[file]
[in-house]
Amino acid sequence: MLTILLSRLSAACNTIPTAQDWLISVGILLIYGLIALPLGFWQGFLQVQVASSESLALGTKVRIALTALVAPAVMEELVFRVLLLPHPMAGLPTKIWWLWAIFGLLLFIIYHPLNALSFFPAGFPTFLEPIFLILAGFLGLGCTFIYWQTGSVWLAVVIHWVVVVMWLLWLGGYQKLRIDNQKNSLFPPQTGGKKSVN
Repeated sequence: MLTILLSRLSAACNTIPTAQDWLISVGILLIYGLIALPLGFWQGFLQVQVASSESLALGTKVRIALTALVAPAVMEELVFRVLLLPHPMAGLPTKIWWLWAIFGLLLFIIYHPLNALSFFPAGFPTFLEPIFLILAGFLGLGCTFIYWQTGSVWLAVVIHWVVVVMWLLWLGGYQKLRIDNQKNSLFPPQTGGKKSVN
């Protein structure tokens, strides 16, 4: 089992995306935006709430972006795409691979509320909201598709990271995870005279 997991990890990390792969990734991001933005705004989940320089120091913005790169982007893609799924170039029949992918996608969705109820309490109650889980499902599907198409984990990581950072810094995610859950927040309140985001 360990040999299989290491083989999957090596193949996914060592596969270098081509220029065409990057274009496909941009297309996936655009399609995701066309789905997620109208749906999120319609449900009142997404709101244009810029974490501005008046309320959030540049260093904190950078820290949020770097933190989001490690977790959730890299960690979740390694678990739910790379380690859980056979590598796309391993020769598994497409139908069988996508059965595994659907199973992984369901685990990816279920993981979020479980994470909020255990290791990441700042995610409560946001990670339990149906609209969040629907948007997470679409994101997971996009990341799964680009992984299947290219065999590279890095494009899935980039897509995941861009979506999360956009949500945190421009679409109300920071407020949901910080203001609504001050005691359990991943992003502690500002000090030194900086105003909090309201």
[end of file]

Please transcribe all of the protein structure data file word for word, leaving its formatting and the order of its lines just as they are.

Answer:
[in-house]
Amino acid sequence: MLTILLSRLSAACNTIPTAQDWLISVGILLIYGLIALPLGFWQGFLQVQVASSESLALGTKVRIALTALVAPAVMEELVFRVLLLPHPMAGLPTKIWWLWAIFGLLLFIIYHPLNALSFFPAGFPTFLEPIFLILAGFLGLGCTFIYWQTGSVWLAVVIHWVVVVMWLLWLGGYQKLRIDNQKNSLFPPQTGGKKSVN
Repeated sequence: MLTILLSRLSAACNTIPTAQDWLISVGILLIYGLIALPLGFWQGFLQVQVASSESLALGTKVRIALTALVAPAVMEELVFRVLLLPHPMAGLPTKIWWLWAIFGLLLFIIYHPLNALSFFPAGFPTFLEPIFLILAGFLGLGCTFIYWQTGSVWLAVVIHWVVVVMWLLWLGGYQKLRIDNQKNSLFPPQTGGKKSVN
């Protein structure tokens, strides 16, 4: 089992995306935006709430972006795409691979509320909201598709990271995870005279 997991990890990390792969990734991001933005705004989940320089120091913005790169982007893609799924170039029949992918996608969705109820309490109650889980499902599907198409984990990581950072810094995610859950927040309140985001 360990040999299989290491083989999957090596193949996914060592596969270098081509220029065409990057274009496909941009297309996936655009399609995701066309789905997620109208749906999120319609449900009142997404709101244009810029974490501005008046309320959030540049260093904190950078820290949020770097933190989001490690977790959730890299960690979740390694678990739910790379380690859980056979590598796309391993020769598994497409139908069988996508059965595994659907199973992984369901685990990816279920993981979020479980994470909020255990290791990441700042995610409560946001990670339990149906609209969040629907948007997470679409994101997971996009990341799964680009992984299947290219065999590279890095494009899935980039897509995941861009979506999360956009949500945190421009679409109300920071407020949901910080203001609504001050005691359990991943992003502690500002000090030194900086105003909090309201």